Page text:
You have experienced a lot in your first 16 years. I am writing this letter to you to share with you how I am feeling about where you are in your life and I also want to spread a little knowledge from my life experiences. Knowing you, it will take some time to digest any advice to determine whether or not it’s worth your while to pay attention to it. I understand, all I ask is that you read this letter through to the end and keep an open mind.

First, let me tell you how I see you as a person, and honestly, how I believe the world sees you. It’s important, for me, that you hear this from me as one of my hopes for you is that you never question these things. I get that, at your age, it’s difficult to deal with all the pressures socially, educationally and emotionally. Just know that you are loved, most importantly.

  • You are beautiful. Don’t let anyone tell you otherwise.
  • You are strong… you are so strong. Don’t let this strength get in the way. Don’t confuse strength with pride. Strength will hold you up (with God’s help) in difficult and challenging times. Pride will pull you down if you let it get in the way. It’s okay to be wrong, and it’s even better if you can admit it (out loud).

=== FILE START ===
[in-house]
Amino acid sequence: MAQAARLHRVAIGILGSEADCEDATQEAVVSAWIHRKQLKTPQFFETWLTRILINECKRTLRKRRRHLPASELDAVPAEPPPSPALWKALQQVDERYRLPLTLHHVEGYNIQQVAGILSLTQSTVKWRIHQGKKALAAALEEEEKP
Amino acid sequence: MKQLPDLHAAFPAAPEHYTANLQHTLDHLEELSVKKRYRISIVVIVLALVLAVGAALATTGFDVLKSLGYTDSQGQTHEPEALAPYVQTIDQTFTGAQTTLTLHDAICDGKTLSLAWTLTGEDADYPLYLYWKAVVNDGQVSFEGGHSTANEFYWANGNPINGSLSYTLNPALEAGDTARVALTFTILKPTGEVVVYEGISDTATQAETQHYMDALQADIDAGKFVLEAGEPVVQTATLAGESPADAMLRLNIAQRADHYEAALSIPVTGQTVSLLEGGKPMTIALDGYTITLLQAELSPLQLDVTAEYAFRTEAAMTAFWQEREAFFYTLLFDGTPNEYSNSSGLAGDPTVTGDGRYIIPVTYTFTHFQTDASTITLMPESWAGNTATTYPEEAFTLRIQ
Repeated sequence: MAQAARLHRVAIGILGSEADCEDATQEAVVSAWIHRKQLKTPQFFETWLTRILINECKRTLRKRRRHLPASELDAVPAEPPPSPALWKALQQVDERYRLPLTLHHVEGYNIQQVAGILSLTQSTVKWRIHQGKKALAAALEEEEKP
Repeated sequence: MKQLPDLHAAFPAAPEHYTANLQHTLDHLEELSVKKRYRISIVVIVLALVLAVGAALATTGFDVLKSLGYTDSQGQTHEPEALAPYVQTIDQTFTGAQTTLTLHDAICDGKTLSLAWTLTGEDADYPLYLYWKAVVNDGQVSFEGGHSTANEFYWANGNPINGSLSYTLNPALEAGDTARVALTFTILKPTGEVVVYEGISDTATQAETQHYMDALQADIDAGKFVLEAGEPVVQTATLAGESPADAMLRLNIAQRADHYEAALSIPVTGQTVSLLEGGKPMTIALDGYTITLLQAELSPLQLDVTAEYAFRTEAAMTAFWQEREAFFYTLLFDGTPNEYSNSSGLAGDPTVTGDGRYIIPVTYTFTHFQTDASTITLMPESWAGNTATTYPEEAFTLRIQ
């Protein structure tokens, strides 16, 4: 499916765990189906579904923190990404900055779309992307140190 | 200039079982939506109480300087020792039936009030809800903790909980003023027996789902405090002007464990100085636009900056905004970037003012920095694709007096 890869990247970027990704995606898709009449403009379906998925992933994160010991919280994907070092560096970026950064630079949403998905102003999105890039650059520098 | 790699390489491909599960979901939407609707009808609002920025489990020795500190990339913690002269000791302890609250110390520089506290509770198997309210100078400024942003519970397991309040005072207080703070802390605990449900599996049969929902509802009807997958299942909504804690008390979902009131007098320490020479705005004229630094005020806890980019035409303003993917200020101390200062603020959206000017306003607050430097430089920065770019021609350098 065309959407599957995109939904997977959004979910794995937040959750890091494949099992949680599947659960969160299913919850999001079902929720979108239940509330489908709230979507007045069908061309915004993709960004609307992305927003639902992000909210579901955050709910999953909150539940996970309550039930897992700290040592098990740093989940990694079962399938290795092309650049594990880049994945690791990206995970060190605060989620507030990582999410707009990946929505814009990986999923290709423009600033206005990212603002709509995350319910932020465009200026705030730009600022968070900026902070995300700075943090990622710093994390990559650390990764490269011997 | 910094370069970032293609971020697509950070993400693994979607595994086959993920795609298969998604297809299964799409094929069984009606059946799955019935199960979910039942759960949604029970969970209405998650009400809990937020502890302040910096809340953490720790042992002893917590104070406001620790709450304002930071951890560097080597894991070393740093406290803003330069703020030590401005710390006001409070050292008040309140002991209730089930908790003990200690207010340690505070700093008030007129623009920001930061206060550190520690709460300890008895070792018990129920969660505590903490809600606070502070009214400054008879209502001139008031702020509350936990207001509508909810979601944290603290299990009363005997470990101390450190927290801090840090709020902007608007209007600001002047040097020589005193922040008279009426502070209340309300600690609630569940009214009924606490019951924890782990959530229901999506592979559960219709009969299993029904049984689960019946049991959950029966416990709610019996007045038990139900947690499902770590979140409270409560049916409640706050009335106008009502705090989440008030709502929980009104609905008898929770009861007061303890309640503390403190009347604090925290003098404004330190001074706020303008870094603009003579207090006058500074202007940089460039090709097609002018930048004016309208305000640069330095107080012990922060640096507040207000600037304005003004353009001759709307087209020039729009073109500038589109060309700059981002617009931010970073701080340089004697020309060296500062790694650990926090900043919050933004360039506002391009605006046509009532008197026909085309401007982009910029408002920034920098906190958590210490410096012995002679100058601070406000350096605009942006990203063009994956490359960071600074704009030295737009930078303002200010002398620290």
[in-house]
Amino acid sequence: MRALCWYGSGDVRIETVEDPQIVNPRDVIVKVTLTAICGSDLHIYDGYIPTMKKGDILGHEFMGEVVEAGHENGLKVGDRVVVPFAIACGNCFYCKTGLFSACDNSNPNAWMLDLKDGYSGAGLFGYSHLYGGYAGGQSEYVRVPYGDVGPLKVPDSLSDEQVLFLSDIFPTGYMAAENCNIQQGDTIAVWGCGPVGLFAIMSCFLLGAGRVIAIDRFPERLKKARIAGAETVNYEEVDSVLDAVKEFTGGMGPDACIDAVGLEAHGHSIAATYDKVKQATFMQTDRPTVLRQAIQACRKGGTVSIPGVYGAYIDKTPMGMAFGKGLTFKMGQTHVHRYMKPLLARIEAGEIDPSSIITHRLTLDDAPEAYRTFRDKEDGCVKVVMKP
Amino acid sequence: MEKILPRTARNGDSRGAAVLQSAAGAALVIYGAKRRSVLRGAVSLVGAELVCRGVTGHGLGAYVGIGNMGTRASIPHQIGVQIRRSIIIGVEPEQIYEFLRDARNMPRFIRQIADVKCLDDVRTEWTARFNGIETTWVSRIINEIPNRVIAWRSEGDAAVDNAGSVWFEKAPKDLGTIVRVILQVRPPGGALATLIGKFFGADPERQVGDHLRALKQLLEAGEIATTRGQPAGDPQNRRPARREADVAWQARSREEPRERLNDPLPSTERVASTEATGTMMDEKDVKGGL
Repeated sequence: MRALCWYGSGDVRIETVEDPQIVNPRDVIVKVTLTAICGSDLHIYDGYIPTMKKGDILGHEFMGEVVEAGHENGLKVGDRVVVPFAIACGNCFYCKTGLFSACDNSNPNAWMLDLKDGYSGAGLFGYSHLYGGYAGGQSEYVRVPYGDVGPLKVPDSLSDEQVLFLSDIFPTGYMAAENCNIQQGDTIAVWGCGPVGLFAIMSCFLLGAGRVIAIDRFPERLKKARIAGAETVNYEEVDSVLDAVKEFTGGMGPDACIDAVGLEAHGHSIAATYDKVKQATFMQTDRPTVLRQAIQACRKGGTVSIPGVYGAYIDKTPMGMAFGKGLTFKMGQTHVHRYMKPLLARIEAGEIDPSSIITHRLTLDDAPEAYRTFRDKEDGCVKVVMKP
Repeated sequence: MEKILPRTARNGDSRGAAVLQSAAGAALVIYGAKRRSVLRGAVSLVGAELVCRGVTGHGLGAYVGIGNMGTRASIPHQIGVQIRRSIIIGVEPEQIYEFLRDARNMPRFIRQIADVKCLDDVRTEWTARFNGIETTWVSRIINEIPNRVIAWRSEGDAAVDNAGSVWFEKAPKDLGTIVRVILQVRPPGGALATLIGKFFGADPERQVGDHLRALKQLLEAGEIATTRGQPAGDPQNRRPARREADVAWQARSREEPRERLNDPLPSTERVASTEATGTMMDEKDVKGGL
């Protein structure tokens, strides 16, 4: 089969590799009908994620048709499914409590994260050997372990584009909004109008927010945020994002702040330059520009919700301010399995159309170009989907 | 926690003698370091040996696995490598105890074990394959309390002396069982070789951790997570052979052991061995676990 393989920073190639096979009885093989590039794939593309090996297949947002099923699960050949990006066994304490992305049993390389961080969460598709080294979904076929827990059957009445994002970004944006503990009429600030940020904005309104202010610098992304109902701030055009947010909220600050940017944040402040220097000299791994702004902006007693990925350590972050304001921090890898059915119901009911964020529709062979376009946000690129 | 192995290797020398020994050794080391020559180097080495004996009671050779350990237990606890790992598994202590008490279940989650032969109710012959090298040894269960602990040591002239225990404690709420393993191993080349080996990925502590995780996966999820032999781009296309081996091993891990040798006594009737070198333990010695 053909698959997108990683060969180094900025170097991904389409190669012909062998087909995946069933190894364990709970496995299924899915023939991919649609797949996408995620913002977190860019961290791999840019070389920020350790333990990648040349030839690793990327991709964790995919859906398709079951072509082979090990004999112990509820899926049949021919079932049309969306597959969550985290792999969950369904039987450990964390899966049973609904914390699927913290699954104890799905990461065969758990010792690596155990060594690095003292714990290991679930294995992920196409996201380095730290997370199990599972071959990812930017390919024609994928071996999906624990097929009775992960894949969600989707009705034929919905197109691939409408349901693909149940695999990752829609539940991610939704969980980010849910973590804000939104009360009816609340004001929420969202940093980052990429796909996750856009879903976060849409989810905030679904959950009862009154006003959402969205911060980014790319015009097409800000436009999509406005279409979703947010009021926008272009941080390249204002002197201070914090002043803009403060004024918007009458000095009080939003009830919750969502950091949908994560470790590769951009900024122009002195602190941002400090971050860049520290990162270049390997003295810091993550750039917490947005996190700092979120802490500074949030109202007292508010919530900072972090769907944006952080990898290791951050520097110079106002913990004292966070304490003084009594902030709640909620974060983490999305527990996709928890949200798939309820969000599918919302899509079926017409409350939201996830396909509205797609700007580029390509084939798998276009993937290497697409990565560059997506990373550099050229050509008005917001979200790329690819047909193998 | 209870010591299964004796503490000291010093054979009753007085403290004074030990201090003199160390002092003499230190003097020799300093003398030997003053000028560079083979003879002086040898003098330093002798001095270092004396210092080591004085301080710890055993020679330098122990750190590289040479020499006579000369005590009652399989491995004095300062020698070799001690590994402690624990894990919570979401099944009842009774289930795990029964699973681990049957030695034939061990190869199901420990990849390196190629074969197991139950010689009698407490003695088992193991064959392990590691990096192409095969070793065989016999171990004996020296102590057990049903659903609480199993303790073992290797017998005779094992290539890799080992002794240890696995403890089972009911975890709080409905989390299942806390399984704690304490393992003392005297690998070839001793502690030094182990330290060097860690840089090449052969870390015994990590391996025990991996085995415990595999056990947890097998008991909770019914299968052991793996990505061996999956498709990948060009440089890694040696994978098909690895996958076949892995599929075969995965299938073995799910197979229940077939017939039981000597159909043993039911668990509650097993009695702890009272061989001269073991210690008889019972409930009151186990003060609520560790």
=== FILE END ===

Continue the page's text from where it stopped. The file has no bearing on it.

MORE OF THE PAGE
• You are giving and loyal. These are awesome attributes and will bring wonderful people into your life. Save that loyalty for those that treat you with the respect and love that you deserve.
  • You are smart. You are smart. I’ll say it again… You. Are. Smart. Give yourself a break. You do not have to know everything. It’s okay to ask for help, it will make your life easier if you learn how to ask for help now vs. when you are older. People want to help you, you just have to let them in.
  • Spontaneity is a wonderful thing… keep it up!
  • You are intuitive, use that to help yourself and others. Use that when making choices that may change the course of your life… those choices that will make an impact in just one moment.

Below are some of the things, looking back in my life that I’ve learned, that I hope will help you grow as a person…